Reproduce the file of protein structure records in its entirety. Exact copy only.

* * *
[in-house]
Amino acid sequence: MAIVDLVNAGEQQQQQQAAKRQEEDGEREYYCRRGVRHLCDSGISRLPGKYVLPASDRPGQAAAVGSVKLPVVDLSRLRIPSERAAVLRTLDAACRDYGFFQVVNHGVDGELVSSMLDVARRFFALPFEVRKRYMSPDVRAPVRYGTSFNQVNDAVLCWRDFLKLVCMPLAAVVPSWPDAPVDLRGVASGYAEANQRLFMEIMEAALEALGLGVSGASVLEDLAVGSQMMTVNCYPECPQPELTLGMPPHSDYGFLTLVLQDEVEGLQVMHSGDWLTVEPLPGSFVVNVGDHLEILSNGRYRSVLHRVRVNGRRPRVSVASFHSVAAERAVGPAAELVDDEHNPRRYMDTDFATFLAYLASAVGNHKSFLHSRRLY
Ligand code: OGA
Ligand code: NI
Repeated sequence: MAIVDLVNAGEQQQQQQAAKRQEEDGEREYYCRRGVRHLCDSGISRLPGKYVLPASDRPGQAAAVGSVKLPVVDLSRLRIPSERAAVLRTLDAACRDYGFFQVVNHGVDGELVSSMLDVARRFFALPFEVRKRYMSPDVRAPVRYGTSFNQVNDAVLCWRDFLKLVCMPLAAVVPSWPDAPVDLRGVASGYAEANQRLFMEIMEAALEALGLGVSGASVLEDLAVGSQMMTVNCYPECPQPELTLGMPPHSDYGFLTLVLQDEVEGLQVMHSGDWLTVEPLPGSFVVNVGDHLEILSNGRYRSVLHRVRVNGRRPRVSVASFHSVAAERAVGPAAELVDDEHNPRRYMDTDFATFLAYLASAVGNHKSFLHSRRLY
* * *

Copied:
[in-house]
Amino acid sequence: MAIVDLVNAGEQQQQQQAAKRQEEDGEREYYCRRGVRHLCDSGISRLPGKYVLPASDRPGQAAAVGSVKLPVVDLSRLRIPSERAAVLRTLDAACRDYGFFQVVNHGVDGELVSSMLDVARRFFALPFEVRKRYMSPDVRAPVRYGTSFNQVNDAVLCWRDFLKLVCMPLAAVVPSWPDAPVDLRGVASGYAEANQRLFMEIMEAALEALGLGVSGASVLEDLAVGSQMMTVNCYPECPQPELTLGMPPHSDYGFLTLVLQDEVEGLQVMHSGDWLTVEPLPGSFVVNVGDHLEILSNGRYRSVLHRVRVNGRRPRVSVASFHSVAAERAVGPAAELVDDEHNPRRYMDTDFATFLAYLASAVGNHKSFLHSRRLY
Ligand code: OGA
Ligand code: NI
Repeated sequence: MAIVDLVNAGEQQQQQQAAKRQEEDGEREYYCRRGVRHLCDSGISRLPGKYVLPASDRPGQAAAVGSVKLPVVDLSRLRIPSERAAVLRTLDAACRDYGFFQVVNHGVDGELVSSMLDVARRFFALPFEVRKRYMSPDVRAPVRYGTSFNQVNDAVLCWRDFLKLVCMPLAAVVPSWPDAPVDLRGVASGYAEANQRLFMEIMEAALEALGLGVSGASVLEDLAVGSQMMTVNCYPECPQPELTLGMPPHSDYGFLTLVLQDEVEGLQVMHSGDWLTVEPLPGSFVVNVGDHLEILSNGRYRSVLHRVRVNGRRPRVSVASFHSVAAERAVGPAAELVDDEHNPRRYMDTDFATFLAYLASAVGNHKSFLHSRRLY